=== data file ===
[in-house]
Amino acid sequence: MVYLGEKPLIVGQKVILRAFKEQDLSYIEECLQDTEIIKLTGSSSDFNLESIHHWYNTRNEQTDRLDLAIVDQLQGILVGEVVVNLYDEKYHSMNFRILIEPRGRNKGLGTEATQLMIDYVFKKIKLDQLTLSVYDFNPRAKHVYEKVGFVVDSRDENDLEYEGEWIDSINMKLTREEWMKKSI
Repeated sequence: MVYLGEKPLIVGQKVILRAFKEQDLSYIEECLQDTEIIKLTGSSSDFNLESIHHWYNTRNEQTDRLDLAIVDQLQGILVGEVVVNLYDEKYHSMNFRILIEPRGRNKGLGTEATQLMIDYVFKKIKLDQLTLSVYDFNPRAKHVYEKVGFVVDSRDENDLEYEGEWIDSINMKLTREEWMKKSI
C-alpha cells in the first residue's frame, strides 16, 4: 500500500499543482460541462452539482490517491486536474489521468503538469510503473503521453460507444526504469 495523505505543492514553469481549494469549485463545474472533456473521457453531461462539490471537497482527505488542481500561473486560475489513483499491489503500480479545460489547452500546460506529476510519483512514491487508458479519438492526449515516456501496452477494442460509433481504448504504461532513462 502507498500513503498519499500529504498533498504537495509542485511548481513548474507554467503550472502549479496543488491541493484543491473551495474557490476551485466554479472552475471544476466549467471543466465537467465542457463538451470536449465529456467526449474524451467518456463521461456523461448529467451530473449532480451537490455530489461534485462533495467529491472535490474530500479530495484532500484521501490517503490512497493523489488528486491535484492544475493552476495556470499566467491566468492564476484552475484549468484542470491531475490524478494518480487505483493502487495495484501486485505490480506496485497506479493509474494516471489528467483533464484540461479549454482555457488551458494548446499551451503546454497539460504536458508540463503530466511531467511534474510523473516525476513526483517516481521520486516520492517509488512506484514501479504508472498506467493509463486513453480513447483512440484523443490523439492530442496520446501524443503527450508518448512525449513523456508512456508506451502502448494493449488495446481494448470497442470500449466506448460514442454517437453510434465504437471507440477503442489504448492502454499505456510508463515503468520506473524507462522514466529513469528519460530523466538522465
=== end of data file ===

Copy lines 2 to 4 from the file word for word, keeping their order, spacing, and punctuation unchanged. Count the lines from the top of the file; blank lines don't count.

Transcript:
Amino acid sequence: MVYLGEKPLIVGQKVILRAFKEQDLSYIEECLQDTEIIKLTGSSSDFNLESIHHWYNTRNEQTDRLDLAIVDQLQGILVGEVVVNLYDEKYHSMNFRILIEPRGRNKGLGTEATQLMIDYVFKKIKLDQLTLSVYDFNPRAKHVYEKVGFVVDSRDENDLEYEGEWIDSINMKLTREEWMKKSI
Repeated sequence: MVYLGEKPLIVGQKVILRAFKEQDLSYIEECLQDTEIIKLTGSSSDFNLESIHHWYNTRNEQTDRLDLAIVDQLQGILVGEVVVNLYDEKYHSMNFRILIEPRGRNKGLGTEATQLMIDYVFKKIKLDQLTLSVYDFNPRAKHVYEKVGFVVDSRDENDLEYEGEWIDSINMKLTREEWMKKSI
C-alpha cells in the first residue's frame, strides 16, 4: 500500500499543482460541462452539482490517491486536474489521468503538469510503473503521453460507444526504469 495523505505543492514553469481549494469549485463545474472533456473521457453531461462539490471537497482527505488542481500561473486560475489513483499491489503500480479545460489547452500546460506529476510519483512514491487508458479519438492526449515516456501496452477494442460509433481504448504504461532513462 502507498500513503498519499500529504498533498504537495509542485511548481513548474507554467503550472502549479496543488491541493484543491473551495474557490476551485466554479472552475471544476466549467471543466465537467465542457463538451470536449465529456467526449474524451467518456463521461456523461448529467451530473449532480451537490455530489461534485462533495467529491472535490474530500479530495484532500484521501490517503490512497493523489488528486491535484492544475493552476495556470499566467491566468492564476484552475484549468484542470491531475490524478494518480487505483493502487495495484501486485505490480506496485497506479493509474494516471489528467483533464484540461479549454482555457488551458494548446499551451503546454497539460504536458508540463503530466511531467511534474510523473516525476513526483517516481521520486516520492517509488512506484514501479504508472498506467493509463486513453480513447483512440484523443490523439492530442496520446501524443503527450508518448512525449513523456508512456508506451502502448494493449488495446481494448470497442470500449466506448460514442454517437453510434465504437471507440477503442489504448492502454499505456510508463515503468520506473524507462522514466529513469528519460530523466538522465